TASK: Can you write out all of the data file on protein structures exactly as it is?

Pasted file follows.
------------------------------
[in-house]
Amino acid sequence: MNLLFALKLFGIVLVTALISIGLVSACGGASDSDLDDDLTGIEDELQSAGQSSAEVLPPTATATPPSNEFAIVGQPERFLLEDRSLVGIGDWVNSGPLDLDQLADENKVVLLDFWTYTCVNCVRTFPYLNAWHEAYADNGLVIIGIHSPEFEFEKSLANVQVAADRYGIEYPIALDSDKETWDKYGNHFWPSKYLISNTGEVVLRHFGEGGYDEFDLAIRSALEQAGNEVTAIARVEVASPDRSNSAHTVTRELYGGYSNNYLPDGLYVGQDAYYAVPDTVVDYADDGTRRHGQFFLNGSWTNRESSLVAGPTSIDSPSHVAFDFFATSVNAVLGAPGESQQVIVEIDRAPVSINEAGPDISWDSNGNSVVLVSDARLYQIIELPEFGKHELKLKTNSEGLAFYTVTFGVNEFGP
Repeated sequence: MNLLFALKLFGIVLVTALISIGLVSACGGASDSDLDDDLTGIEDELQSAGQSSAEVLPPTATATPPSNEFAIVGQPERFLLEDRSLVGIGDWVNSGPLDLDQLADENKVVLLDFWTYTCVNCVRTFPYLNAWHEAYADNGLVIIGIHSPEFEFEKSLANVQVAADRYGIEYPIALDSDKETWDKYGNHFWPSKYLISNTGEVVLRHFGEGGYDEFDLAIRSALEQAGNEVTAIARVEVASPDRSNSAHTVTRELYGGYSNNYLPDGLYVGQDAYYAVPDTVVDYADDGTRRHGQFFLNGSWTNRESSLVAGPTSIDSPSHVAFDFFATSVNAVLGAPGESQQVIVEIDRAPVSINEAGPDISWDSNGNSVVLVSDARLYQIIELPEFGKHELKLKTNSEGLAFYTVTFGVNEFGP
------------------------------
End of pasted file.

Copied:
[in-house]
Amino acid sequence: MNLLFALKLFGIVLVTALISIGLVSACGGASDSDLDDDLTGIEDELQSAGQSSAEVLPPTATATPPSNEFAIVGQPERFLLEDRSLVGIGDWVNSGPLDLDQLADENKVVLLDFWTYTCVNCVRTFPYLNAWHEAYADNGLVIIGIHSPEFEFEKSLANVQVAADRYGIEYPIALDSDKETWDKYGNHFWPSKYLISNTGEVVLRHFGEGGYDEFDLAIRSALEQAGNEVTAIARVEVASPDRSNSAHTVTRELYGGYSNNYLPDGLYVGQDAYYAVPDTVVDYADDGTRRHGQFFLNGSWTNRESSLVAGPTSIDSPSHVAFDFFATSVNAVLGAPGESQQVIVEIDRAPVSINEAGPDISWDSNGNSVVLVSDARLYQIIELPEFGKHELKLKTNSEGLAFYTVTFGVNEFGP
Repeated sequence: MNLLFALKLFGIVLVTALISIGLVSACGGASDSDLDDDLTGIEDELQSAGQSSAEVLPPTATATPPSNEFAIVGQPERFLLEDRSLVGIGDWVNSGPLDLDQLADENKVVLLDFWTYTCVNCVRTFPYLNAWHEAYADNGLVIIGIHSPEFEFEKSLANVQVAADRYGIEYPIALDSDKETWDKYGNHFWPSKYLISNTGEVVLRHFGEGGYDEFDLAIRSALEQAGNEVTAIARVEVASPDRSNSAHTVTRELYGGYSNNYLPDGLYVGQDAYYAVPDTVVDYADDGTRRHGQFFLNGSWTNRESSLVAGPTSIDSPSHVAFDFFATSVNAVLGAPGESQQVIVEIDRAPVSINEAGPDISWDSNGNSVVLVSDARLYQIIELPEFGKHELKLKTNSEGLAFYTVTFGVNEFGP